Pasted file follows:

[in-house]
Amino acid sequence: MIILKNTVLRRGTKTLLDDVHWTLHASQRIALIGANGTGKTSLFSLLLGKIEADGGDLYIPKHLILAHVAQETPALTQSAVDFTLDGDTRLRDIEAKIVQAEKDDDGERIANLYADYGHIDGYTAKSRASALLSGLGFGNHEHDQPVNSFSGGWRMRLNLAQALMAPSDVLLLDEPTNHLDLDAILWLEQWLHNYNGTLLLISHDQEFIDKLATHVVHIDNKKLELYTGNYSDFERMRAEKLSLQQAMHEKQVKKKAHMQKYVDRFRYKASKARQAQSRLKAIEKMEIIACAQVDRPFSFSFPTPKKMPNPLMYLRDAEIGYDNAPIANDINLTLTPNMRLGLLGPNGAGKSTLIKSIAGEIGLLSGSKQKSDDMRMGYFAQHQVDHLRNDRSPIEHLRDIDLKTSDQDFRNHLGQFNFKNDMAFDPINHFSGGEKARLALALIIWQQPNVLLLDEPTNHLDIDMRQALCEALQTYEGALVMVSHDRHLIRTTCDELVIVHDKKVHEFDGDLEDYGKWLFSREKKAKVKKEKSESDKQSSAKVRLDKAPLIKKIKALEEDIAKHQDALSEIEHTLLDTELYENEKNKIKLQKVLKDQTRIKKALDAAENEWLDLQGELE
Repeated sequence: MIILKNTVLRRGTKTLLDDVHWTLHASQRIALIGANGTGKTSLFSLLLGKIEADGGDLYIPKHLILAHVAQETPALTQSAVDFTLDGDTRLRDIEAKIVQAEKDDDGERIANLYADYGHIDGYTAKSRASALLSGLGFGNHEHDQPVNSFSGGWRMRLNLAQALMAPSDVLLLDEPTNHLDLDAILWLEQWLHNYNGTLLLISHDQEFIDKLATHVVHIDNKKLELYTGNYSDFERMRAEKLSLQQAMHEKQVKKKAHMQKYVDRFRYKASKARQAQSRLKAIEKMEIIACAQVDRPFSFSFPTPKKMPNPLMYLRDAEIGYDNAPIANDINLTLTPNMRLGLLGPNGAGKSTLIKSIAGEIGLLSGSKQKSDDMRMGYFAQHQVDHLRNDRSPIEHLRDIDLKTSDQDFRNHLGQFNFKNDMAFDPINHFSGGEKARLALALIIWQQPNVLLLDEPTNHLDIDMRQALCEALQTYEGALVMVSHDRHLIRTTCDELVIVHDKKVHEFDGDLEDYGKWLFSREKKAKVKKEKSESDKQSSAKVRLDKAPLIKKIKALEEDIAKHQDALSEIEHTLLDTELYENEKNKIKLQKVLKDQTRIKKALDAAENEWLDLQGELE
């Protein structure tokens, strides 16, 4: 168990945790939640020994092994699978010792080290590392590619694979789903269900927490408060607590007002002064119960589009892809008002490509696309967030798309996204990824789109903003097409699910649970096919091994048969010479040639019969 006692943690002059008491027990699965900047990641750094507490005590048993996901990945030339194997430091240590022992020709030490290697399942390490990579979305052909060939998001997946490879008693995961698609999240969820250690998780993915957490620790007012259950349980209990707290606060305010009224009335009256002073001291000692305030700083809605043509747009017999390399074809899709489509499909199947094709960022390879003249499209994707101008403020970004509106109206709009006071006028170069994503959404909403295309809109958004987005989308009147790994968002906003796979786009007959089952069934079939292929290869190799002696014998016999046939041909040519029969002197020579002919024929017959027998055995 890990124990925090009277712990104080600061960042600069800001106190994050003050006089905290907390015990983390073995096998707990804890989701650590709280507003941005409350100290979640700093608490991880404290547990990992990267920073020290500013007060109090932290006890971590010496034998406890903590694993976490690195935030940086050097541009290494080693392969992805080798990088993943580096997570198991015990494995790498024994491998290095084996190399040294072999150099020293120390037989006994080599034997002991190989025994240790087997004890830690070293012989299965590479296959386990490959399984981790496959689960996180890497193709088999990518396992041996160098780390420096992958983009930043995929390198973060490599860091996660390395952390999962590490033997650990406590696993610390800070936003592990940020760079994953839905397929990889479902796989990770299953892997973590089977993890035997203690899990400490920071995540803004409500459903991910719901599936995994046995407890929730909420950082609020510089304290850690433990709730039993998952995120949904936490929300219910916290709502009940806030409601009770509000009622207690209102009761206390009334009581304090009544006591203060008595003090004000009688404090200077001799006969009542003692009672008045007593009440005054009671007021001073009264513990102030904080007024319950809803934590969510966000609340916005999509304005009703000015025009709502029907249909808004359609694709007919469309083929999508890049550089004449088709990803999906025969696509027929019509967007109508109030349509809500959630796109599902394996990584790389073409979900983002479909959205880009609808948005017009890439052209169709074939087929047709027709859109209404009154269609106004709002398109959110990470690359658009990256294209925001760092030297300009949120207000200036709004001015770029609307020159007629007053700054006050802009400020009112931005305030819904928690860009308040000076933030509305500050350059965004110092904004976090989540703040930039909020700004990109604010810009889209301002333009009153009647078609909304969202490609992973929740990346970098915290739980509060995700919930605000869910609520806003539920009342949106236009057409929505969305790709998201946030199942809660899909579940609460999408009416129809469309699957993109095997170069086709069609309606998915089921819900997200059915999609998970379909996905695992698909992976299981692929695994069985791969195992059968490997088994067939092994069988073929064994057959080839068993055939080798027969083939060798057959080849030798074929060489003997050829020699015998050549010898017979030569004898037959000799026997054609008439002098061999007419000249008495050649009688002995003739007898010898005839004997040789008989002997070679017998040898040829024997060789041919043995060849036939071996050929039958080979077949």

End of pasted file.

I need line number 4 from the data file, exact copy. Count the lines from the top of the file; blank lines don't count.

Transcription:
């Protein structure tokens, strides 16, 4: 168990945790939640020994092994699978010792080290590392590619694979789903269900927490408060607590007002002064119960589009892809008002490509696309967030798309996204990824789109903003097409699910649970096919091994048969010479040639019969 006692943690002059008491027990699965900047990641750094507490005590048993996901990945030339194997430091240590022992020709030490290697399942390490990579979305052909060939998001997946490879008693995961698609999240969820250690998780993915957490620790007012259950349980209990707290606060305010009224009335009256002073001291000692305030700083809605043509747009017999390399074809899709489509499909199947094709960022390879003249499209994707101008403020970004509106109206709009006071006028170069994503959404909403295309809109958004987005989308009147790994968002906003796979786009007959089952069934079939292929290869190799002696014998016999046939041909040519029969002197020579002919024929017959027998055995 890990124990925090009277712990104080600061960042600069800001106190994050003050006089905290907390015990983390073995096998707990804890989701650590709280507003941005409350100290979640700093608490991880404290547990990992990267920073020290500013007060109090932290006890971590010496034998406890903590694993976490690195935030940086050097541009290494080693392969992805080798990088993943580096997570198991015990494995790498024994491998290095084996190399040294072999150099020293120390037989006994080599034997002991190989025994240790087997004890830690070293012989299965590479296959386990490959399984981790496959689960996180890497193709088999990518396992041996160098780390420096992958983009930043995929390198973060490599860091996660390395952390999962590490033997650990406590696993610390800070936003592990940020760079994953839905397929990889479902796989990770299953892997973590089977993890035997203690899990400490920071995540803004409500459903991910719901599936995994046995407890929730909420950082609020510089304290850690433990709730039993998952995120949904936490929300219910916290709502009940806030409601009770509000009622207690209102009761206390009334009581304090009544006591203060008595003090004000009688404090200077001799006969009542003692009672008045007593009440005054009671007021001073009264513990102030904080007024319950809803934590969510966000609340916005999509304005009703000015025009709502029907249909808004359609694709007919469309083929999508890049550089004449088709990803999906025969696509027929019509967007109508109030349509809500959630796109599902394996990584790389073409979900983002479909959205880009609808948005017009890439052209169709074939087929047709027709859109209404009154269609106004709002398109959110990470690359658009990256294209925001760092030297300009949120207000200036709004001015770029609307020159007629007053700054006050802009400020009112931005305030819904928690860009308040000076933030509305500050350059965004110092904004976090989540703040930039909020700004990109604010810009889209301002333009009153009647078609909304969202490609992973929740990346970098915290739980509060995700919930605000869910609520806003539920009342949106236009057409929505969305790709998201946030199942809660899909579940609460999408009416129809469309699957993109095997170069086709069609309606998915089921819900997200059915999609998970379909996905695992698909992976299981692929695994069985791969195992059968490997088994067939092994069988073929064994057959080839068993055939080798027969083939060798057959080849030798074929060489003997050829020699015998050549010898017979030569004898037959000799026997054609008439002098061999007419000249008495050649009688002995003739007898010898005839004997040789008989002997070679017998040898040829024997060789041919043995060849036939071996050929039958080979077949």